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Effect of Supplementary Vitamins on Oxidant Gene Expression in the Lungs of Healthy Smokers

This study has been completed.
Sponsor:
ClinicalTrials.gov Identifier:
NCT00565214
First Posted: November 29, 2007
Last Update Posted: May 25, 2017
The safety and scientific validity of this study is the responsibility of the study sponsor and investigators. Listing a study does not mean it has been evaluated by the U.S. Federal Government. Read our disclaimer for details.
Information provided by (Responsible Party):
Weill Medical College of Cornell University
November 27, 2007
November 29, 2007
May 25, 2017
September 2007
December 2009   (Final data collection date for primary outcome measure)
The effects of the supplements on gene expression [ Time Frame: After 30 days of intervention ]
To test whether 1 month of dietary antioxidant vitamin supplements alter the expression in lung epithelial cells of genes related to oxidant response.
F2-isoprostane and vitamin levels from blood and urine; Selenium from toenail sample; To observe vitamin induced fold-changed in airway epithelial oxidant-related genes known to be up- or down- regulated by cigarette smoking. [ Time Frame: After 30 days of intervention ]
Complete list of historical versions of study NCT00565214 on ClinicalTrials.gov Archive Site
  • Vitamin supplementation [ Time Frame: After 30 days of intervention ]
    The ability of vitamin supplementation to raise lung and serum vitamin levels will be evaluated.
  • Oxidant stress in the lung. [ Time Frame: After 30 days of intervention ]
    The levels of oxidant stress in the lung will be evaluated.
  • Changes in airway epithelial gene expression in genes other than oxidant related genes. [ Time Frame: After 30 days of intervention ]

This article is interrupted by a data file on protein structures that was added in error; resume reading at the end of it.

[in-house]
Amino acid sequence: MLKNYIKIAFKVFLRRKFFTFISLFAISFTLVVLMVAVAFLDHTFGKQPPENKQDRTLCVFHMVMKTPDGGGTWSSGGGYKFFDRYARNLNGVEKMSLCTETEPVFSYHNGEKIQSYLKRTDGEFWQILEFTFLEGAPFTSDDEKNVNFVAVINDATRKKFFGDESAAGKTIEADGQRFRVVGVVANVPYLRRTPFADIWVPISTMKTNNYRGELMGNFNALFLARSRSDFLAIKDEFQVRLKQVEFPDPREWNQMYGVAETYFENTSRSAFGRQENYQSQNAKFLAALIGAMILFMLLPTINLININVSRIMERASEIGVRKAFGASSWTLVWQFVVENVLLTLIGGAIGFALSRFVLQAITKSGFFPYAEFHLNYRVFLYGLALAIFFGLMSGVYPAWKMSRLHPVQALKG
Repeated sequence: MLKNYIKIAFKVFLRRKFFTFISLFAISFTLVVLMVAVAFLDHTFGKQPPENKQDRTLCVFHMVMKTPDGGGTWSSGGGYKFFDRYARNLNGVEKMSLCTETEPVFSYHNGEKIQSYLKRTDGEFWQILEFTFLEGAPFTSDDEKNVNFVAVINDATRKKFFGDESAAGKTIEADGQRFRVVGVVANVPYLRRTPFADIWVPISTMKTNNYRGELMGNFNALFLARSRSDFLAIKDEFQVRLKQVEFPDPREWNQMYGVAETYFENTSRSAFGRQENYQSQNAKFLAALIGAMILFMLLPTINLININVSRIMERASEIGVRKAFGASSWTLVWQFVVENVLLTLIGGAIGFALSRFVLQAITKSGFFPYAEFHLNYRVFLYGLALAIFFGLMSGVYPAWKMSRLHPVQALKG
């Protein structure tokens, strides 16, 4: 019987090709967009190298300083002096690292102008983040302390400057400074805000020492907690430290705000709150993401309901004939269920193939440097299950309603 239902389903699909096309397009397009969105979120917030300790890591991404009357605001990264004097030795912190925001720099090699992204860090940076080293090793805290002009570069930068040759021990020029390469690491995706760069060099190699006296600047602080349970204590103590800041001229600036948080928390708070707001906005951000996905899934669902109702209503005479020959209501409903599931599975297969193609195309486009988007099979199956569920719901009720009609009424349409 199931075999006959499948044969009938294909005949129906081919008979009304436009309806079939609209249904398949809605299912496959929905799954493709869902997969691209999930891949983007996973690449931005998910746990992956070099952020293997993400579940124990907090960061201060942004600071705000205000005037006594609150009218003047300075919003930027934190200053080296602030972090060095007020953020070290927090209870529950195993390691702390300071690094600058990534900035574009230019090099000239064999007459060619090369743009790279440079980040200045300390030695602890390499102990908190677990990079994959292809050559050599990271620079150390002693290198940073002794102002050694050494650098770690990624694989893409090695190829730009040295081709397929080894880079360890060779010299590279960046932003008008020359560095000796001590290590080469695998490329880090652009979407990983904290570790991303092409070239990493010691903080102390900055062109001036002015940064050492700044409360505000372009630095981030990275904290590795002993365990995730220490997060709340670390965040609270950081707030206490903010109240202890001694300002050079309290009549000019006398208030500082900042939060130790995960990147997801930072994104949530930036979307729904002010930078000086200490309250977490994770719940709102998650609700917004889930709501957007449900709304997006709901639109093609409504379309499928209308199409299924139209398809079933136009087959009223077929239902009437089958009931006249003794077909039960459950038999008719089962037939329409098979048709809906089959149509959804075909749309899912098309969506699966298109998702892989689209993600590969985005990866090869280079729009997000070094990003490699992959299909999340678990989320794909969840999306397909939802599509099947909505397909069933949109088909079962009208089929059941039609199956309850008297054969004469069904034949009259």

To determine whether the vitamin supplementation can induce changes in airway epithelial gene expression in genes other than oxidant related genes.
Dietary Questionnaire; Smoking Questionnaire [ Time Frame: Completed on Day 0 ]
Not Provided
Not Provided
 
Effect of Supplementary Vitamins on Oxidant Gene Expression in the Lungs of Healthy Smokers
Effect of Supplementary Vitamins on Oxidant Gene Expression in the Lungs of Healthy Smokers

Smoking damages the airway epithelium. The major mechanism by which this is done is by molecules called free radicals. Our body attempts to deal with these damaging molecules in two ways. One mechanism is via the presence of protective anti-oxidant vitamins and the other is via proteins that are produced by the body to convert free radicals to safer, less reactive molecules. Vitamins in our diet play a significant role in antioxidant defenses by directly neutralizing the damaging free-radicals and by providing co-factors to cellular proteins that neutralize the free radicals. This project is designed to look at the effects of giving individuals supplemental vitamins to see if it improves their defenses against oxidant insults. The investigators plan to look at the effects of these supplements over a 30 day period and monitor the effects by measuring vitamin levels in the blood and in the lung, and by measuring the response of cells in the lung through the increase or decrease in expression of genes responsive to oxidants.

To participate in this protocol, the research subject should first be enrolled in Weill-IRB protocol #0005004439 entitled "Evaluation of the Lungs of Normal (Smokers, Ex-smokers, Non-Smokers) Individuals with Segmental Bronchopulmonary Lung Lavage, Bronchial Brushing, and Bronchial Wall Biopsy", fulfilling the inclusion/exclusion criteria of that protocol. They will be invited to participate in this Vitamin protocol only if they meet the additional inclusion/exclusion criteria of this protocol.